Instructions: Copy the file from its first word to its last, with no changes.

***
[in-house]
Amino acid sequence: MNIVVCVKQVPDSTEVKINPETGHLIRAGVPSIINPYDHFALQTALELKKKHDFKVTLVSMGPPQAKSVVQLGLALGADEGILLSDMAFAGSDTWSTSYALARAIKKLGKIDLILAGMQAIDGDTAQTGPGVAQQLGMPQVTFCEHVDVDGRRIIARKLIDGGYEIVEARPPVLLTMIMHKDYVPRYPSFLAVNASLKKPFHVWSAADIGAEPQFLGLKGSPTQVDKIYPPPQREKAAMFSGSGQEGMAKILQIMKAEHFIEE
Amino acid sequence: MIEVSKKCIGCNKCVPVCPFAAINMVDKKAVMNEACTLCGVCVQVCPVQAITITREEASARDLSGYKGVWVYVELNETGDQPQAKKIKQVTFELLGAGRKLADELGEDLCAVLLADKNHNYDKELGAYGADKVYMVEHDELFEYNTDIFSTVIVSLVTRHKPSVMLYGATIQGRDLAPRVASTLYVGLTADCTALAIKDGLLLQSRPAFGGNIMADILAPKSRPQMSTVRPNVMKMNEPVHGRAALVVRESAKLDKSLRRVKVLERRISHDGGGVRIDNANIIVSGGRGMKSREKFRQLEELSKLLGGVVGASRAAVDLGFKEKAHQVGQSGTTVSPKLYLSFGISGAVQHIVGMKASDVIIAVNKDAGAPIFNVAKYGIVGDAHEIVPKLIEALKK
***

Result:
[in-house]
Amino acid sequence: MNIVVCVKQVPDSTEVKINPETGHLIRAGVPSIINPYDHFALQTALELKKKHDFKVTLVSMGPPQAKSVVQLGLALGADEGILLSDMAFAGSDTWSTSYALARAIKKLGKIDLILAGMQAIDGDTAQTGPGVAQQLGMPQVTFCEHVDVDGRRIIARKLIDGGYEIVEARPPVLLTMIMHKDYVPRYPSFLAVNASLKKPFHVWSAADIGAEPQFLGLKGSPTQVDKIYPPPQREKAAMFSGSGQEGMAKILQIMKAEHFIEE
Amino acid sequence: MIEVSKKCIGCNKCVPVCPFAAINMVDKKAVMNEACTLCGVCVQVCPVQAITITREEASARDLSGYKGVWVYVELNETGDQPQAKKIKQVTFELLGAGRKLADELGEDLCAVLLADKNHNYDKELGAYGADKVYMVEHDELFEYNTDIFSTVIVSLVTRHKPSVMLYGATIQGRDLAPRVASTLYVGLTADCTALAIKDGLLLQSRPAFGGNIMADILAPKSRPQMSTVRPNVMKMNEPVHGRAALVVRESAKLDKSLRRVKVLERRISHDGGGVRIDNANIIVSGGRGMKSREKFRQLEELSKLLGGVVGASRAAVDLGFKEKAHQVGQSGTTVSPKLYLSFGISGAVQHIVGMKASDVIIAVNKDAGAPIFNVAKYGIVGDAHEIVPKLIEALKK